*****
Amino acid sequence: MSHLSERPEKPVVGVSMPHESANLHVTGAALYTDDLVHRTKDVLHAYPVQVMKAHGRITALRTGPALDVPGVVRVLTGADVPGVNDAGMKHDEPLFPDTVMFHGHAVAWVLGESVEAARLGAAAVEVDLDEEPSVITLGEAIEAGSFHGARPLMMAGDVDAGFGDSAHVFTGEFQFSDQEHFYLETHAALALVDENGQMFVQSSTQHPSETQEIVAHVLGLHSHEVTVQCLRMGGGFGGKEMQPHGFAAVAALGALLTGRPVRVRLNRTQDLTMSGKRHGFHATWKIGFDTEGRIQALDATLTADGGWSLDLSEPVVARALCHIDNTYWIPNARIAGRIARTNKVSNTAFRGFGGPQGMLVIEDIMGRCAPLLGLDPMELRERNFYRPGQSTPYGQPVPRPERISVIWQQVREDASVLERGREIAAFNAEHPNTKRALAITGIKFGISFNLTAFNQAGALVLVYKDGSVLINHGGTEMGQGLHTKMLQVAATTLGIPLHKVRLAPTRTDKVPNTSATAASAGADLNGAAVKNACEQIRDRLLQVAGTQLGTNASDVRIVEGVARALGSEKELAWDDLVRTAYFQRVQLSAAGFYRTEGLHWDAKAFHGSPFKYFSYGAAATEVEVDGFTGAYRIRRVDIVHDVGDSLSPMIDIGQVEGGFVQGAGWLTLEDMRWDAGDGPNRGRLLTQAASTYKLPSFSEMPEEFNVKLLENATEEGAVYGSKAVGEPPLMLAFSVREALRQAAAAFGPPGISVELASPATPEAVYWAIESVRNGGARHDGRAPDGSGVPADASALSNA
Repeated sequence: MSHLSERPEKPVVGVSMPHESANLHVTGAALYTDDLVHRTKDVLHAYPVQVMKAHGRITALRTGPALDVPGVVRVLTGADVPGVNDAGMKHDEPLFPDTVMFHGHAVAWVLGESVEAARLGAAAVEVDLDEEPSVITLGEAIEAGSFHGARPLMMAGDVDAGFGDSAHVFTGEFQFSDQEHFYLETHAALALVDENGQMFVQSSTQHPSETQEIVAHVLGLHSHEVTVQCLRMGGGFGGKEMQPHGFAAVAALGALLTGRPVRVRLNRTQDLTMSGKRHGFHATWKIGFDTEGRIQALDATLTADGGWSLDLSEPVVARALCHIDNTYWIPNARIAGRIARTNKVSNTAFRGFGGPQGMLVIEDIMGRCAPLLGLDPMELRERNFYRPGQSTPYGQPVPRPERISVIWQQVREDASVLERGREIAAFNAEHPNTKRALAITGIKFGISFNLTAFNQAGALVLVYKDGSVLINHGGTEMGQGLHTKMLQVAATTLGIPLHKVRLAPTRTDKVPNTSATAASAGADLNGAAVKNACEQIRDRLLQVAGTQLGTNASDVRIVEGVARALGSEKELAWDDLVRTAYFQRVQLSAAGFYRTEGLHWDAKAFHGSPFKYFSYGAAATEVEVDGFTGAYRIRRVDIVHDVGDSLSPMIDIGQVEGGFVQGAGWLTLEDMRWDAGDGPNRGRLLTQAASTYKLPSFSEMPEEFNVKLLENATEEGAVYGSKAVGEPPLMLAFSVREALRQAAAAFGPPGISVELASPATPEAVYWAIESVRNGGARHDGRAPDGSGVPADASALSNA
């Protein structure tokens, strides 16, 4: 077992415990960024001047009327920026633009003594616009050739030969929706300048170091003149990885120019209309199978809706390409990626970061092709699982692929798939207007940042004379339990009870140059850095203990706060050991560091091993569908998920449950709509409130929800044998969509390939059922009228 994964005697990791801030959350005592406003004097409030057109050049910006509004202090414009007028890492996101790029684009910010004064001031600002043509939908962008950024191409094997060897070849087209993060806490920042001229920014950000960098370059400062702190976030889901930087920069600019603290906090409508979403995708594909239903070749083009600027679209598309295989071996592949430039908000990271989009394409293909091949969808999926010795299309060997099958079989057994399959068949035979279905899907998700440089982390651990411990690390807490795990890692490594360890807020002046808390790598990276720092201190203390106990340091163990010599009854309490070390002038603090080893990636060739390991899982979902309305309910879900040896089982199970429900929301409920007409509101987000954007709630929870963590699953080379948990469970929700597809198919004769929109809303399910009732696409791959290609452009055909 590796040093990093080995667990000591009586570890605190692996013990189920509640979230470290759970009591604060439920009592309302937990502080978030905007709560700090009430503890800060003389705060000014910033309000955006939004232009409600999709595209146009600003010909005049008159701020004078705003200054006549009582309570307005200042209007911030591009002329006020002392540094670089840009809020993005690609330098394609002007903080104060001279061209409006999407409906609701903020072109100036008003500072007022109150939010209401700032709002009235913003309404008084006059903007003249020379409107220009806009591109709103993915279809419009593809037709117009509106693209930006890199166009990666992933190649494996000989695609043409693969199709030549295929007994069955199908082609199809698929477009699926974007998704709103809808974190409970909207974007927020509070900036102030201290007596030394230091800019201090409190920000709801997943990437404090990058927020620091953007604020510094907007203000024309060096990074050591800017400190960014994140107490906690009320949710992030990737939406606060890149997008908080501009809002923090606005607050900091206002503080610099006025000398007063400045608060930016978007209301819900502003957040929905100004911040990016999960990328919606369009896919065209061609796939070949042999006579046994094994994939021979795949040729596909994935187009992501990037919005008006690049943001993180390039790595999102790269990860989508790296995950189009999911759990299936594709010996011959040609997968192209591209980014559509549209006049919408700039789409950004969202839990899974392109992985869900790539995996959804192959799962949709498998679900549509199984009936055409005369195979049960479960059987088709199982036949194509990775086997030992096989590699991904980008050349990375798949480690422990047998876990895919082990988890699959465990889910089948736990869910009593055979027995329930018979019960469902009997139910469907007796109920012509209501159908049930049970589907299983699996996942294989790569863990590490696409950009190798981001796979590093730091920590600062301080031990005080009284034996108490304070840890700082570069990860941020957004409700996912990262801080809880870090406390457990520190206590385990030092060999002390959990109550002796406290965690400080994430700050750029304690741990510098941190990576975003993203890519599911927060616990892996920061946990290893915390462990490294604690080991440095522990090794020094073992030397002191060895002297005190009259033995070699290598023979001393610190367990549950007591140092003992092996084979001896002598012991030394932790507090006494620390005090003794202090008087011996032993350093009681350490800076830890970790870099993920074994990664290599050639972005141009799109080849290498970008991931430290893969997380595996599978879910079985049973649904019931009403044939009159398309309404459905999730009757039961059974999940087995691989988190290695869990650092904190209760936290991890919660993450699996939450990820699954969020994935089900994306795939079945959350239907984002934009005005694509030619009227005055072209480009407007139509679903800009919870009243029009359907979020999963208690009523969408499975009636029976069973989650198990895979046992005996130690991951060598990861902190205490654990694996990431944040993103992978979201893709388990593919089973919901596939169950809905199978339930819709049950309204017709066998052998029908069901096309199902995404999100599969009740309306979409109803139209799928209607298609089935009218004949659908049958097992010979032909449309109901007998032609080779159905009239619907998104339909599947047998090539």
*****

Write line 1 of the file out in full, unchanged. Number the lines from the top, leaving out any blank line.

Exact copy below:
Amino acid sequence: MSHLSERPEKPVVGVSMPHESANLHVTGAALYTDDLVHRTKDVLHAYPVQVMKAHGRITALRTGPALDVPGVVRVLTGADVPGVNDAGMKHDEPLFPDTVMFHGHAVAWVLGESVEAARLGAAAVEVDLDEEPSVITLGEAIEAGSFHGARPLMMAGDVDAGFGDSAHVFTGEFQFSDQEHFYLETHAALALVDENGQMFVQSSTQHPSETQEIVAHVLGLHSHEVTVQCLRMGGGFGGKEMQPHGFAAVAALGALLTGRPVRVRLNRTQDLTMSGKRHGFHATWKIGFDTEGRIQALDATLTADGGWSLDLSEPVVARALCHIDNTYWIPNARIAGRIARTNKVSNTAFRGFGGPQGMLVIEDIMGRCAPLLGLDPMELRERNFYRPGQSTPYGQPVPRPERISVIWQQVREDASVLERGREIAAFNAEHPNTKRALAITGIKFGISFNLTAFNQAGALVLVYKDGSVLINHGGTEMGQGLHTKMLQVAATTLGIPLHKVRLAPTRTDKVPNTSATAASAGADLNGAAVKNACEQIRDRLLQVAGTQLGTNASDVRIVEGVARALGSEKELAWDDLVRTAYFQRVQLSAAGFYRTEGLHWDAKAFHGSPFKYFSYGAAATEVEVDGFTGAYRIRRVDIVHDVGDSLSPMIDIGQVEGGFVQGAGWLTLEDMRWDAGDGPNRGRLLTQAASTYKLPSFSEMPEEFNVKLLENATEEGAVYGSKAVGEPPLMLAFSVREALRQAAAAFGPPGISVELASPATPEAVYWAIESVRNGGARHDGRAPDGSGVPADASALSNA